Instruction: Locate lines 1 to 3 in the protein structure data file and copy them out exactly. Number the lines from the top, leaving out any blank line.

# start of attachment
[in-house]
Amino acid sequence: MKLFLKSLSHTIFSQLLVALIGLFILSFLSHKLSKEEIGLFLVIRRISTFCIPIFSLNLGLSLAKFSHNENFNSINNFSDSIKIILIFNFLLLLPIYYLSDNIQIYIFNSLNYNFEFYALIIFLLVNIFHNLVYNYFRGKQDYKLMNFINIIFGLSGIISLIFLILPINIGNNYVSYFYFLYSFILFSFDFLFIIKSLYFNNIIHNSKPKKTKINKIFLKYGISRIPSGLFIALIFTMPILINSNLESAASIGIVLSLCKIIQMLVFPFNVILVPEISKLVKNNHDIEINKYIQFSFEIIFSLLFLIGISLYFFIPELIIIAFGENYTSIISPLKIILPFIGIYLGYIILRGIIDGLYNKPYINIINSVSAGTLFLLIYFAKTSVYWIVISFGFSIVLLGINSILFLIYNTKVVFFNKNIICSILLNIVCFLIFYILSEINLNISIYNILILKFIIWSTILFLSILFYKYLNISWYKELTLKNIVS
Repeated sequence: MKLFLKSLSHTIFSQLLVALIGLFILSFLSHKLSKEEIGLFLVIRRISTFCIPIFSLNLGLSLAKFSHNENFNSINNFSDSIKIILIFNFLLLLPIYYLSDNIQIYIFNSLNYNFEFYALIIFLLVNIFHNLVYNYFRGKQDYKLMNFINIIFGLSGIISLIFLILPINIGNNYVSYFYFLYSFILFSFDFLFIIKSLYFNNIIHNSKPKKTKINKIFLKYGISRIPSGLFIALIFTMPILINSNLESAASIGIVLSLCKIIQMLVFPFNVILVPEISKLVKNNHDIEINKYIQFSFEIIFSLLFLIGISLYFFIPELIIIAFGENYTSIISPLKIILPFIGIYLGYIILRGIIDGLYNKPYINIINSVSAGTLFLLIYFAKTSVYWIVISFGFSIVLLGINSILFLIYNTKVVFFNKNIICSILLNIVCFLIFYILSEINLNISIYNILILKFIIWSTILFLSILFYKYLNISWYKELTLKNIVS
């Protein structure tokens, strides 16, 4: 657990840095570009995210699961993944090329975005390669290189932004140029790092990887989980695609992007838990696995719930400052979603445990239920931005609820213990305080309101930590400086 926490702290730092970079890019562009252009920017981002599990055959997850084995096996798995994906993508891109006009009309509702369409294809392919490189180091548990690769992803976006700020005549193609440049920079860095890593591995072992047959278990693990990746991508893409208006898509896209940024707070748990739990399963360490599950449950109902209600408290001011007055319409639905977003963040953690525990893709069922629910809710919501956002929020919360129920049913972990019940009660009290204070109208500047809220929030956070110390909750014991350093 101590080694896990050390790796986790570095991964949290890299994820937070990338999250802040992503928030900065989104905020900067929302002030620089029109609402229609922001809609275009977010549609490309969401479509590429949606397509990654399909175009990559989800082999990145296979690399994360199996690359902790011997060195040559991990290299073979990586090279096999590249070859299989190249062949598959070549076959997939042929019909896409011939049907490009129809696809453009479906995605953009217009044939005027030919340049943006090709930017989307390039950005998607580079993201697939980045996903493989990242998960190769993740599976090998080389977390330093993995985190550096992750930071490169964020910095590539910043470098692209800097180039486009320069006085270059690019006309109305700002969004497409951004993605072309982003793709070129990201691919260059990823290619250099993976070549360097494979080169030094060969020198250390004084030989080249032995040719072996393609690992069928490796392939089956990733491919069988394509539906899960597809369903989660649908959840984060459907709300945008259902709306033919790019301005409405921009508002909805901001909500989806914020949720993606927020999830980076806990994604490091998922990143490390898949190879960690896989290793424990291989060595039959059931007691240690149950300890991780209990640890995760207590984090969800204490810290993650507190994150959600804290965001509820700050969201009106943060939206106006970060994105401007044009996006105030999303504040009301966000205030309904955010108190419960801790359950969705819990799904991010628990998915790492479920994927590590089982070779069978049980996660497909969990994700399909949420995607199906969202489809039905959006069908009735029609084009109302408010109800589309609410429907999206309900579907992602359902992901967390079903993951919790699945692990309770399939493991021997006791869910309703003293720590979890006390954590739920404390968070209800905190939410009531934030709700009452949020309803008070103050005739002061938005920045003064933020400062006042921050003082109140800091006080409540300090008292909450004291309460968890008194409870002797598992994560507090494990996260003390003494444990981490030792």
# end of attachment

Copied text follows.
[in-house]
Amino acid sequence: MKLFLKSLSHTIFSQLLVALIGLFILSFLSHKLSKEEIGLFLVIRRISTFCIPIFSLNLGLSLAKFSHNENFNSINNFSDSIKIILIFNFLLLLPIYYLSDNIQIYIFNSLNYNFEFYALIIFLLVNIFHNLVYNYFRGKQDYKLMNFINIIFGLSGIISLIFLILPINIGNNYVSYFYFLYSFILFSFDFLFIIKSLYFNNIIHNSKPKKTKINKIFLKYGISRIPSGLFIALIFTMPILINSNLESAASIGIVLSLCKIIQMLVFPFNVILVPEISKLVKNNHDIEINKYIQFSFEIIFSLLFLIGISLYFFIPELIIIAFGENYTSIISPLKIILPFIGIYLGYIILRGIIDGLYNKPYINIINSVSAGTLFLLIYFAKTSVYWIVISFGFSIVLLGINSILFLIYNTKVVFFNKNIICSILLNIVCFLIFYILSEINLNISIYNILILKFIIWSTILFLSILFYKYLNISWYKELTLKNIVS
Repeated sequence: MKLFLKSLSHTIFSQLLVALIGLFILSFLSHKLSKEEIGLFLVIRRISTFCIPIFSLNLGLSLAKFSHNENFNSINNFSDSIKIILIFNFLLLLPIYYLSDNIQIYIFNSLNYNFEFYALIIFLLVNIFHNLVYNYFRGKQDYKLMNFINIIFGLSGIISLIFLILPINIGNNYVSYFYFLYSFILFSFDFLFIIKSLYFNNIIHNSKPKKTKINKIFLKYGISRIPSGLFIALIFTMPILINSNLESAASIGIVLSLCKIIQMLVFPFNVILVPEISKLVKNNHDIEINKYIQFSFEIIFSLLFLIGISLYFFIPELIIIAFGENYTSIISPLKIILPFIGIYLGYIILRGIIDGLYNKPYINIINSVSAGTLFLLIYFAKTSVYWIVISFGFSIVLLGINSILFLIYNTKVVFFNKNIICSILLNIVCFLIFYILSEINLNISIYNILILKFIIWSTILFLSILFYKYLNISWYKELTLKNIVS